would impose an undue hardship on an entity's business 
operation; (2) require job applicants or employees to accept an 
accommodation that they do not want, if such accommodation is 
unnecessary to perform the job; (3) deny employment 
opportunities based on the need of the entity to make such 
reasonable accommodations to an applicant or employee; (4) 
require employees to take paid or unpaid leave if another 
reasonable accommodation can be provided; or (5) take adverse 
action in terms, conditions, or privileges of employment 
against an employee requesting or using reasonable 
accommodations. The bill sets forth enforcement procedures and 
remedies under various statutes that cover different types of 
employees, including private sector, state, local, federal, and 
congressional employees. The bill requires the Equal Employment 
Opportunity Commission to issue regulations within two years 
after the date of enactment. The bill makes clear that States 
are not immune from legal action under the Eleventh Amendment 
to the U.S. Constitution.
    To date, there is no Senate companion bill.
    On October 22, 2019, the House Committee on Education and 
Labor's Subcommittee on Civil Rights and Human Services held a 
legislative hearing entitled ``Long Over Due: Exploring the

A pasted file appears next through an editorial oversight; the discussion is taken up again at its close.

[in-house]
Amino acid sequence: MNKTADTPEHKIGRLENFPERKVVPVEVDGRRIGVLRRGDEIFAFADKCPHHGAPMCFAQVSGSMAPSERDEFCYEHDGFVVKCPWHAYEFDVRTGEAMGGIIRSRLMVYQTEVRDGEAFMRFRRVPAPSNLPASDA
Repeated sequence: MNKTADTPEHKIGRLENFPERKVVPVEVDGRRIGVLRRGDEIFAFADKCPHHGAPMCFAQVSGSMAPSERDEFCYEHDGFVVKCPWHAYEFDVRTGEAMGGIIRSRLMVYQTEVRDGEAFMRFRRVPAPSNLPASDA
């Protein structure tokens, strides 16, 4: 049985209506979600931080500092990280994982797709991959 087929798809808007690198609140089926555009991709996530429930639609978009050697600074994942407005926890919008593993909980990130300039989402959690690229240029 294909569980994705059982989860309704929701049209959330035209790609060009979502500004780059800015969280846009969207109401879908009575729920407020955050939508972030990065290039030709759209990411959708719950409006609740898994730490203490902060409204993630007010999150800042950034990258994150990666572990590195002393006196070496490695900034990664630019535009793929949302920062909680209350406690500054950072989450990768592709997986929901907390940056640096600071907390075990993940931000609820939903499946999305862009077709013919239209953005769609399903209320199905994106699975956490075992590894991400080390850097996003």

Pregnant Workers Fairness Act (H.R. 2694)'' (October 22nd 
Hearing). The hearing examined the health and economic effects 
of pregnant workers' lack of access to reasonable 
accommodations. The hearing also examined how H.R. 2694 would 
fill a gap in the existing legal framework by guaranteeing 
pregnant workers the right to reasonable workplace 
accommodations. The witnesses were: The Honorable Jerrold 
Nadler (D-NY-10); Michelle Durham, former Emergency Medical 
Technician (EMT), Arab, AL; Iris Wilbur, Vice President of 
Government Affairs and Public Policy at Greater Louisville Inc. 
The Metro Chamber of Commerce, Louisville, KY; Dina Bakst, Co-
Founder and Co-President of A Better Balance, New York, NY; and 
Ellen McLaughlin, Partner at Seyfarth Shaw LLP, Chicago, IL.
    On January 14, 2020, the House Committee on Education and 
Labor marked up H.R. 2694 and ordered it to be reported 
favorably, as amended, to the House of Representatives by a 
vote of 29 Yeas and 17 Nays.
    At the markup, the Committee considered the following 
amendments to H.R. 2694:
           Representative Robert C. ``Bobby'' Scott (D-
        VA-3), Chairman of the House Committee on Education and 
        Labor, offered an amendment in the nature of a 
        substitute (ANS). The ANS: (1) amended Section 2 to 
        ensure that an employer cannot require a qualified 
        employee to accept an accommodation other than one 
        established during the employer-employee interactive 
        negotiation process; (2) amended Section 3 to add a 
        good faith defense for covered entities and provided 
        that damages may not be awarded if the covered entity 
        demonstrates good faith in engaging in the interactive 
        process to identify and make reasonable accommodations; 
        (3) amended Section 4 to remove unnecessary rulemaking 
        language but preserves the Equal Employment Opportunity 
        Commission's obligation to promulgate regulations that 
        provide examples of reasonable accommodations within 
        two years of enactment; (4) amended Section 5 to